Even so, the RA has opened its Summer Exhibition, though six months late and with 30% of its usual footfall, the National Theatre will reopen later this month with a one man show and an audience cut by half, and last month English National Opera gave a drive-in live performance at Alexandra Palace, all desperate to get as near to normal as possible, despite the coronavirus second wave and even though it will mean more short-term deficit.
It’s been achieved with furloughed staff many of whom will be made redundant by the end of October. And 75% of theatre workers are freelance and almost certainly ineligible for help from the CRF. "In theatre, we led the world... A lot of people who trained throughout the country in theatre went in through [theatres funded by] local authority and arts councils, which led to those people working all over the world, staffing the major Hollywood film studios with our creative skills. All of that is at risk of being lost" Theatre UK’s Julian Bird told Bird told a House of Lords committee this week.
We know that ACE has already handed out £160m in rescue grants, will distribute £622m from the CRF, £500m of it to theatres, music venues and museums, and the big organisations will get theres in long term low interest loans. The questions are who, how much, with what strings and who will be left in the desert?
Planning is almost impossible. To go by government rules for performing arts venues – 2m distancing – theatres are doomed. The rule means that they can only operate at 25% capacity and break-even in the best of times is 75%-80%. Some theatres, like the Nuffield in Southampton and the Leicester Haymarket, have already succumbed, and now with the loss of the winter panto to most theatres, usually a reliable banker, others are teetering.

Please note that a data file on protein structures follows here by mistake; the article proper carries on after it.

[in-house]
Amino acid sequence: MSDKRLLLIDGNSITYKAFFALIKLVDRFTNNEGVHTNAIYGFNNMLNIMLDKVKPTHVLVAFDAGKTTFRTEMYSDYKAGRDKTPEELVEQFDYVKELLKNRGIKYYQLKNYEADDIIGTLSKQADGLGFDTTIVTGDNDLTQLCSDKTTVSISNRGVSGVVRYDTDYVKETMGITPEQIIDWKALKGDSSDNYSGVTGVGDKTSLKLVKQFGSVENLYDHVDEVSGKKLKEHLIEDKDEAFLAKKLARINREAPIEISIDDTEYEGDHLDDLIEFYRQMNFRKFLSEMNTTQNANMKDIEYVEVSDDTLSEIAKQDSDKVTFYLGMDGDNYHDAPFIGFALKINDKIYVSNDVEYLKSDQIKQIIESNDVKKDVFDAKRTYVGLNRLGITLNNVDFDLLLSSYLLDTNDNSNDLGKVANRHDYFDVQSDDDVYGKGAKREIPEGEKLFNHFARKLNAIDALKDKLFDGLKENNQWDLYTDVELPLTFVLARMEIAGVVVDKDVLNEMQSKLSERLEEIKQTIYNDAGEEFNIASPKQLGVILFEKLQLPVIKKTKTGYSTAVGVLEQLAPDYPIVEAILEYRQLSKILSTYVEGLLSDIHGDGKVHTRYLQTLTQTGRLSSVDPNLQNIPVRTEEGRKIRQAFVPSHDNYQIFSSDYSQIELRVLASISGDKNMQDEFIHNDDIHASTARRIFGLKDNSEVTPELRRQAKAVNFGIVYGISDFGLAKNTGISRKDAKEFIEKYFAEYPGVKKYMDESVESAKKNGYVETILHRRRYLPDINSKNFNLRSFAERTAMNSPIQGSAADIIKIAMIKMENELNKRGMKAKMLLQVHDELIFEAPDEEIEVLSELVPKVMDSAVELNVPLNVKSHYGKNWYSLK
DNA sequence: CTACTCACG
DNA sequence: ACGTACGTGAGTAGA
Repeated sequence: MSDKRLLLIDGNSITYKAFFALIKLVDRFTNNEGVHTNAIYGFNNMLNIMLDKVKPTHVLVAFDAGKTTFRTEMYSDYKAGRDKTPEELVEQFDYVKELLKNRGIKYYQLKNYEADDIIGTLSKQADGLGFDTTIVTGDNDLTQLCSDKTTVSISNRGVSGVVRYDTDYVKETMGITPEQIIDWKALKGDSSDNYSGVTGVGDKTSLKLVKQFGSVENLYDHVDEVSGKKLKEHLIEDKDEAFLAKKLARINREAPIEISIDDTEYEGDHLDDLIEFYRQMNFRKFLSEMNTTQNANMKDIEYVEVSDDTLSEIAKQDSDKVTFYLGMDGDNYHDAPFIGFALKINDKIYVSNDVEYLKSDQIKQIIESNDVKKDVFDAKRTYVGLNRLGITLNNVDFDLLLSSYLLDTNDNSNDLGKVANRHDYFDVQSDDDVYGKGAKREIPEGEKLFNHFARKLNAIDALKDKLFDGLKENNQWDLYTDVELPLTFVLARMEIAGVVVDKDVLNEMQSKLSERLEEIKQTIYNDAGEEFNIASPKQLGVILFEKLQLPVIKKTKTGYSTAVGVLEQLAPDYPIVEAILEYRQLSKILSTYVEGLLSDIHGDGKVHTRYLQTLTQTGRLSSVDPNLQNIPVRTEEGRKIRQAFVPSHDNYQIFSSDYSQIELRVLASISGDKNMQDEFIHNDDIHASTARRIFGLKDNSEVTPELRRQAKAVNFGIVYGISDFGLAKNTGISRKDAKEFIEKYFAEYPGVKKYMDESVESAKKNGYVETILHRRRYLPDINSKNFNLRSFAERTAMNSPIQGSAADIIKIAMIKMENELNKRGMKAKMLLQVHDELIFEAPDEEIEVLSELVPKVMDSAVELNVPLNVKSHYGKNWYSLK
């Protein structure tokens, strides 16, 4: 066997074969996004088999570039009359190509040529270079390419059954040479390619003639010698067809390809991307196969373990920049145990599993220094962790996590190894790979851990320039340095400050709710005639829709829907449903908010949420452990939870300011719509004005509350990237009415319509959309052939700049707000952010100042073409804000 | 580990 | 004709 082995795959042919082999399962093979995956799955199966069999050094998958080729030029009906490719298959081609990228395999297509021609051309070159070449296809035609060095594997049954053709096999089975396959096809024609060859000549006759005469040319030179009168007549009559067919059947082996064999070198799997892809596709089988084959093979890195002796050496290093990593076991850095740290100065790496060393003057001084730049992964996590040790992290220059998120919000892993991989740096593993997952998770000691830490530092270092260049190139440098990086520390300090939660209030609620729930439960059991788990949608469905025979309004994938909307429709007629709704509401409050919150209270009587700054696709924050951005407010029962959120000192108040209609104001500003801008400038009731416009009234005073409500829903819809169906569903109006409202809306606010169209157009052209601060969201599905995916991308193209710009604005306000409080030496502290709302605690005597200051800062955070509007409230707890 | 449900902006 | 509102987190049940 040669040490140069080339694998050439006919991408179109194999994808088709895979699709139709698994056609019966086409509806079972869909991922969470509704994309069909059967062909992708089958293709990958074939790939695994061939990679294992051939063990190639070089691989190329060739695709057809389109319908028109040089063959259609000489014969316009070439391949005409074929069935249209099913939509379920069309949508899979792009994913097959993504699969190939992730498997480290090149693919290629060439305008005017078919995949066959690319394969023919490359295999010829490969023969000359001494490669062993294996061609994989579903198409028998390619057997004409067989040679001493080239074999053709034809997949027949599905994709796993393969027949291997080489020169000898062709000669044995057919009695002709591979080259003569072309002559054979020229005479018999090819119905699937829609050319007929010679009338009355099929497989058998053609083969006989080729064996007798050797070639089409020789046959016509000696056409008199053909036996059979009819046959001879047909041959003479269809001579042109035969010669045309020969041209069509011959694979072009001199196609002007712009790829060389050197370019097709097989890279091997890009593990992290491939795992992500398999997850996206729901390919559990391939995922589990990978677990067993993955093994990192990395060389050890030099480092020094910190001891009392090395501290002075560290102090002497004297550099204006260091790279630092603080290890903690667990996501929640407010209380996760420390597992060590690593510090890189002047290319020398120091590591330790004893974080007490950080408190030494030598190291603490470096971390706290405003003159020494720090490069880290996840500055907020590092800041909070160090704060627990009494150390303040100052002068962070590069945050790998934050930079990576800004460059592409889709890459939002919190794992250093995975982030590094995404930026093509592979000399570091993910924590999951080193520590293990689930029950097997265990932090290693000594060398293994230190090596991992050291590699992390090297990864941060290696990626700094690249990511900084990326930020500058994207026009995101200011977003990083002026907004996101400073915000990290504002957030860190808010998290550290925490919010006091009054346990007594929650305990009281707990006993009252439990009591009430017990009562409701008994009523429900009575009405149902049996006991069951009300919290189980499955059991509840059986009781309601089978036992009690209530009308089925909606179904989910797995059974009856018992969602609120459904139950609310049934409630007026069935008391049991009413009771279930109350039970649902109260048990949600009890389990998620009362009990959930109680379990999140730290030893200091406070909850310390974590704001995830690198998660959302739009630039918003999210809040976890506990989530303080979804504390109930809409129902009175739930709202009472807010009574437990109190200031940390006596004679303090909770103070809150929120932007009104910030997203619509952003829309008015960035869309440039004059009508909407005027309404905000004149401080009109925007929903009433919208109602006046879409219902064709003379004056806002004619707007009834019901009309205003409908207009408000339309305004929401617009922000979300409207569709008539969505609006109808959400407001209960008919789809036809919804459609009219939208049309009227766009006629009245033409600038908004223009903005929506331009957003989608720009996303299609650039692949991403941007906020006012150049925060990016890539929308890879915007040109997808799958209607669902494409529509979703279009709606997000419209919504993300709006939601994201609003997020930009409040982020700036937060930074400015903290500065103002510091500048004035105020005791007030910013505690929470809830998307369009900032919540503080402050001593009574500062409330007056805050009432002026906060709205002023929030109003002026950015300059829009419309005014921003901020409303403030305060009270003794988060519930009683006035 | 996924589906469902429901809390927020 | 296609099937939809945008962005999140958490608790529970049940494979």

The CRF is only designed to get the arts back to the pre-Covid position this week’s ACE report is trumpeting, but the operators say the damage has been so profound that that pre-lockdown state is going to be unsustainable, and nothing but a radical re-think of arts funding – needed long before Covid struck - will rescue the cultural economy. Of the 406,000 jobs Oxford Economics predict will have gone by the end of the year, 287,000 are freelance and may never be got back.
Reports like the Fabian Society’s own https://fabians.org.uk/publication/cultured-communities/ want a politically explosive plan that rationalises has most arts funding devolved to local authorities, with ACE taking on an advisory role, but more particularly it wants £500m to help councils buy empty high street shops and rent them to arts organisations and creative freelancers. On the larger stage, there will be longer runs of plays, fewer expensive musicals, stripped down opera, historic houses open only for the summer months, fewer blockbuster exhibitions on for a year each instead of three months.
And whatever cheer Sunak and the ACE report try to instill in us, as the economy shudders, sporadic lockdowns become the norm and with a fifth of the arts workforce gone, there will be closures and they will be shocking.